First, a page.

E-Cigarettes: The New Bad Boy?
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E-Cigarettes: The New Bad Boy?


E-Cigarettes: The New Bad Boy?It‘s like any relationship—particularly those rebound ones. There you are, feeling so lost, so sad, can’t get out of your head and oh, your heart (or at least your chest) aches with the loss. And then another love comes along; attractive and tech savvy, sweet-smelling and approachable. Hell, even your Mom might approve!

It’s all so perfect. You’ll never get burned again.

No Tar, New Chemicals

In the case of e-cigarettes, however, the relationship is turning ugly fast. But should it be? Medical News Today reported last month that though vaping delivers the nicotine we smokers crave, e-cigs contain none of the tar. Read a little further, though, and it begins to look a little less ideal. Sales of e-cigs have doubled every year since 2008, but consumers still don’t know the potential risks, exactly how much nicotine and added chemicals are being inhaled during use, and if vaping may end up leading to cigarette use. This is particularly important when it comes to minors who are “uniquely susceptible to addiction” worries Tim McAfee, the Director of CDC’s Office on Smoking and Health. This might answer some questions for all the parents out there asking themselves, “Should I let my kid vape?”

Basically, if e-cigs get you hooked on nicotine and you need a fix, any self-respecting addict who runs out mid-vape would naturally grab the nearest Marlboro…and you’re back on the tar! (Not to mention the acetone, ammonia, benzene, cadmium, and formaldehyde that tobacco companies put in their products, along with loads of other chemicals.)  But hey—with a little planning and forethought, all you gotta do is make sure you’ve got a couple of e-cigs in your pockets at all times and you’re good, right?

Don’t Underestimate the E-Cig

Maybe. Keep in mind that nicotine alone is pretty bad, causing high blood pressure and constricted blood vessels, which can lead to heart failure and arrhythmias. The bitch just keeps giving. Secondly, e-cigs have benefitted from being so little regulated. Harvard Health Publications points out that electronic cigarettes “deliver an array of other chemicals, including diethylene glycol (a highly toxic substance), various nitrosamines (powerful carcinogens found in tobacco), and at least four other chemicals suspected of being harmful to humans.”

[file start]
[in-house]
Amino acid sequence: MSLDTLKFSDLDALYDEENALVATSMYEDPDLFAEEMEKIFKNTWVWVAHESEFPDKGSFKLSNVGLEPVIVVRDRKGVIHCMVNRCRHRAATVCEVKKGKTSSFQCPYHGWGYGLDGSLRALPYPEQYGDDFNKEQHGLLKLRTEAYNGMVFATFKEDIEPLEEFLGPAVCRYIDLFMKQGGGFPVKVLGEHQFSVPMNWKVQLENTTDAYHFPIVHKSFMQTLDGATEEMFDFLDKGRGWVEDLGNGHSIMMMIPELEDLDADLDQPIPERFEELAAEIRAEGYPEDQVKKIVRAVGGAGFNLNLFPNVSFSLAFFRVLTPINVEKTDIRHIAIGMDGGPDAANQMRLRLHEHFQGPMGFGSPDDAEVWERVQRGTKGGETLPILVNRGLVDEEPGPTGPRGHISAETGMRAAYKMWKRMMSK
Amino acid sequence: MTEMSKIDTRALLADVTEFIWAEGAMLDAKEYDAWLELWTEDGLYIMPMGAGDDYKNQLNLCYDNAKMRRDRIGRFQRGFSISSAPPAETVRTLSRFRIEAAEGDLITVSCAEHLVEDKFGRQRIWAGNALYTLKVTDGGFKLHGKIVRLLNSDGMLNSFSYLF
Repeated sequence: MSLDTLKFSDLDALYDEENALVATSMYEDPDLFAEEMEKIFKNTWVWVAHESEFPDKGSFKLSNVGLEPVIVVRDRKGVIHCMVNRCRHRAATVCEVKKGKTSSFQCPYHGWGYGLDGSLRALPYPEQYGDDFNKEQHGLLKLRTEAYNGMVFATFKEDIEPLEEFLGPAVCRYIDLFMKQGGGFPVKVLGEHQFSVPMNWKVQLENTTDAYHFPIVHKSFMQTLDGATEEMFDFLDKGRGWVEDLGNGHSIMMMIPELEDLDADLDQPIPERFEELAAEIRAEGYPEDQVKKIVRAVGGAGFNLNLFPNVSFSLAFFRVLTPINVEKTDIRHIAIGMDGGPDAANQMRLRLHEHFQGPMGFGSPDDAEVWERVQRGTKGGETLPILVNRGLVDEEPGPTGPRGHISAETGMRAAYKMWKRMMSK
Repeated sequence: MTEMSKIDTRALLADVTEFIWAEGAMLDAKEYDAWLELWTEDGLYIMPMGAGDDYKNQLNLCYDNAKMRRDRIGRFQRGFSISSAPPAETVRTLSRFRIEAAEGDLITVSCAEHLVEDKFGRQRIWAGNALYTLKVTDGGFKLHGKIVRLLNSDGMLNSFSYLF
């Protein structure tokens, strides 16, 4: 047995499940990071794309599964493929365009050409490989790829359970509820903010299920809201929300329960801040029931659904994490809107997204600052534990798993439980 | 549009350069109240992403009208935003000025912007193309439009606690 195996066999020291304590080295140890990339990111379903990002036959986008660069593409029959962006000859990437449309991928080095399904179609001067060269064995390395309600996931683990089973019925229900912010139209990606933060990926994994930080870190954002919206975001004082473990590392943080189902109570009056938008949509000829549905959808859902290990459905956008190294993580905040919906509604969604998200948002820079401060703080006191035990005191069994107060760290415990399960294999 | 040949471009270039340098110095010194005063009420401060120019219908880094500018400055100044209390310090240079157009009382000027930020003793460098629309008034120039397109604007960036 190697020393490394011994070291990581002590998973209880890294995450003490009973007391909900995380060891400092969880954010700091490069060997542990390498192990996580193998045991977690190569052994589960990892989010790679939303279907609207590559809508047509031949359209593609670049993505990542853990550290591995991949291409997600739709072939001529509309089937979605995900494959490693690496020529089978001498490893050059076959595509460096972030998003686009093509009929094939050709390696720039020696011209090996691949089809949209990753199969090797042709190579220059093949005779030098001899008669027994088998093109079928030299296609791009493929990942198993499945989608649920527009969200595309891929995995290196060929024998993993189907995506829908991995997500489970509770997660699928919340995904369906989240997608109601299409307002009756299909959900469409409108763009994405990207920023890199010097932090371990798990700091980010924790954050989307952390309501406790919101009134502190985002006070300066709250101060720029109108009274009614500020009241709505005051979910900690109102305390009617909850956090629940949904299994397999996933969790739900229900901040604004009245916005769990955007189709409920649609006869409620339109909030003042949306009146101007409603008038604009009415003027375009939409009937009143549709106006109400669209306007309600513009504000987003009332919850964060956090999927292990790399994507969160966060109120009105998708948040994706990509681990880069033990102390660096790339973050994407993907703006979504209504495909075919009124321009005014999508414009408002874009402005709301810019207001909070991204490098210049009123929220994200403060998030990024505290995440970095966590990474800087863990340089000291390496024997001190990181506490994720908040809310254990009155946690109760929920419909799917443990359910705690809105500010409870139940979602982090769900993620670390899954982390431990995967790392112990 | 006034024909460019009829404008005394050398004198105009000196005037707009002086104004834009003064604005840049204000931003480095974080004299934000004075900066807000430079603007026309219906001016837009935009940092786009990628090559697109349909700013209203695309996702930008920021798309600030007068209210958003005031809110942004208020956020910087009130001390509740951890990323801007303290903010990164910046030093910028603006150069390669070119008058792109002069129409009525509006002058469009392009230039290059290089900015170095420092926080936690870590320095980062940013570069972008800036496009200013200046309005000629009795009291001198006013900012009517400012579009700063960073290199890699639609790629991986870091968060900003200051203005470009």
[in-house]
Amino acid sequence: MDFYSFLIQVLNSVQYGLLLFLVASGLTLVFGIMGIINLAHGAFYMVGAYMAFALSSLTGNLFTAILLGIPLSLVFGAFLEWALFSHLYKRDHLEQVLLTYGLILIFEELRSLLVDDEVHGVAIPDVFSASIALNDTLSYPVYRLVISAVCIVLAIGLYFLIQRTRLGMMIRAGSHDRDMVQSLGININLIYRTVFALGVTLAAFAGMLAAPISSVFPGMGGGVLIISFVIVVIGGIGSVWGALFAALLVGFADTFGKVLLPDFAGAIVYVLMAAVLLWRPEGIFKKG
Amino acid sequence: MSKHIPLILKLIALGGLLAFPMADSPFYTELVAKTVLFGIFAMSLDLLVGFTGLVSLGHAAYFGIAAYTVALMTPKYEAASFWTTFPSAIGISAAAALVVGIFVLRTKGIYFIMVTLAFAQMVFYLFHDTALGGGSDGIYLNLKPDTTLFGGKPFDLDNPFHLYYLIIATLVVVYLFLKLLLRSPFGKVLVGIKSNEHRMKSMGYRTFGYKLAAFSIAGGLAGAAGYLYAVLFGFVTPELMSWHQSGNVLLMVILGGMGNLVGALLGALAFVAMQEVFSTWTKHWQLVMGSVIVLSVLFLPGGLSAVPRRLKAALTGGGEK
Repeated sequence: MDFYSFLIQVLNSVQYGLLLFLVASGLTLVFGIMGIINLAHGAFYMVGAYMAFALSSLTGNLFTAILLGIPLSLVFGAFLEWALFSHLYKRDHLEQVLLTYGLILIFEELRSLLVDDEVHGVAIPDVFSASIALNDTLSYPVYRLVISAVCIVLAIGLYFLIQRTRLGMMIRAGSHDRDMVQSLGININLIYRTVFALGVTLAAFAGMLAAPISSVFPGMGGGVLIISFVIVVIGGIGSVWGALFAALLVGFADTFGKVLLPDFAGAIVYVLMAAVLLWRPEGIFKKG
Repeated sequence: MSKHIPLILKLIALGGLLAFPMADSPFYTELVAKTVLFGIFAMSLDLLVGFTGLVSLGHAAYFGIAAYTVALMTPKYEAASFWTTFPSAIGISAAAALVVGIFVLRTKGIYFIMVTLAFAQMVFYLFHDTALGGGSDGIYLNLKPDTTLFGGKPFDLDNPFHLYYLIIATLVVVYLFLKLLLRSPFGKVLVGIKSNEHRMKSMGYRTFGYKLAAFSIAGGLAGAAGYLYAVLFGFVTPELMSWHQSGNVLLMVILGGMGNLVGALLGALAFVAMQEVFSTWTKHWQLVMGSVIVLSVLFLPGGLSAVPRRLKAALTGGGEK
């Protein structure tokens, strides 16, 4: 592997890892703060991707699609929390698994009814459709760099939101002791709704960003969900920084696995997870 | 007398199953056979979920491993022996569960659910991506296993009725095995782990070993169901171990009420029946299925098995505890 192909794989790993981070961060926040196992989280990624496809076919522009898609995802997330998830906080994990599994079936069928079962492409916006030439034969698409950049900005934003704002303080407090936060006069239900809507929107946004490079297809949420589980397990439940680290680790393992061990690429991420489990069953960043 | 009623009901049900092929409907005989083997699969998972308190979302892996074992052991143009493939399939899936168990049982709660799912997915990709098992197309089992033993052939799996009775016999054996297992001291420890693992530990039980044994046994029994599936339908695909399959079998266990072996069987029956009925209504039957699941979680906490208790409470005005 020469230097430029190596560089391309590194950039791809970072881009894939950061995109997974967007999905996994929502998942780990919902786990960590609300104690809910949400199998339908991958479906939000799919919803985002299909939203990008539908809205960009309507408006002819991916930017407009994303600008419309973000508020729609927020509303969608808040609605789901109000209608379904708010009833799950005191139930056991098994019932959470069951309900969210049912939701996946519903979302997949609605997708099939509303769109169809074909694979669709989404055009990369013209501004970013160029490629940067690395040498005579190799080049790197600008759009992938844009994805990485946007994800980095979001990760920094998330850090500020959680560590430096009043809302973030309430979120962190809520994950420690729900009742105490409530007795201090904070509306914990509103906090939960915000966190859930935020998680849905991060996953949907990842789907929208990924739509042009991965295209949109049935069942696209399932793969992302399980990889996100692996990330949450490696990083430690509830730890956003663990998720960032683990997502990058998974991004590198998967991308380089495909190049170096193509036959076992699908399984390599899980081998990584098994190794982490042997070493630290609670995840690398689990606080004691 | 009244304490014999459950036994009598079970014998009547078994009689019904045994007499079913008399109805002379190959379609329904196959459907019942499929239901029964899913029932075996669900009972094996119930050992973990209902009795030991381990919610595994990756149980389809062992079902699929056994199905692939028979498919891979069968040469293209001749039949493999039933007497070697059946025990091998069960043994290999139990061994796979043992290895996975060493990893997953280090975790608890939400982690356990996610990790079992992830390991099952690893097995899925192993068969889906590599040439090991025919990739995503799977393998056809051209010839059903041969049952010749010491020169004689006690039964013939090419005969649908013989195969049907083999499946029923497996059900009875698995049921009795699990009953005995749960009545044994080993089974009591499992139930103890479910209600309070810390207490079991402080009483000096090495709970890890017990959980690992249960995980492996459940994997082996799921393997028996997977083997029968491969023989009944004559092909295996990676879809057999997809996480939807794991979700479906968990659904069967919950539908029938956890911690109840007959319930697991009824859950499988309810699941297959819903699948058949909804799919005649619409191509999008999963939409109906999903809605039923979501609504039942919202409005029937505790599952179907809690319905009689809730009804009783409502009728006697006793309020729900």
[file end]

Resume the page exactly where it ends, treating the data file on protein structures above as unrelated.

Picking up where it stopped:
Damn. And we looked so good together! Well, you weren’t the only one fooled by what seemed like a perfect answer to nicotine addiction. As Dirk Hanson showed in a recent post on Addiction Inbox, even experts don’t know what to make of vaping. Former US Surgeon General Richard Carmona believes that abstinence has proven to be a failure and that “we have to take advantage of every opportunity for harm reduction.” But then it turns out Carmona is now a board member for NJOY, the E-cig maker. Meanwhile the American Cancer Society’s Russ Sciandra states that “there is no scientific evidence that e-cigarettes are a safe substitution tool for traditional cigarettes or an effective smoking cessation tool.”

Making a Plan

Amy L. Fairchild, a Professor of Sociomedical Sciences at Columbia University, is using the debate to ask some bigger questions like, “What lessons should be drawn from the histories of alcohol and narcotic-drug prohibition?” Questions like that seem the way to go while the FDA figures out some product standards for e-cigarettes, whether the low levels of contaminants in e-cigarette vapor pose health risks and whether “passive vaping” is possible. (Los Angeles recently followed New York and Chicago in banning e-cigarettes everywhere traditional cigarettes are prohibited.)

Right now it does seem as if vaping is less damaging than smoking—but I don’t think the e-cig companies are in it for anyone’s health, despite the claims that the product helps with smoking cessation. They want product off the shelves and they’re targeting kids with flavors like apple crumble and fruit punch. In short, e-smoking is looking more and more like a sweet gateway to a long, unhealthy relationship.

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About Author

Dana Burnell has written for The London Times Sunday Magazine, The Guardian Weekend Magazine, Inside New York and Time Out New York. A former Editorial Assistant at Harvard Review, she’s the received Mellon Foundation Grant and two Fiction Fellowship Grants from Columbia University. She’s written two novels, Mistaken Nonentity and The Tame Man.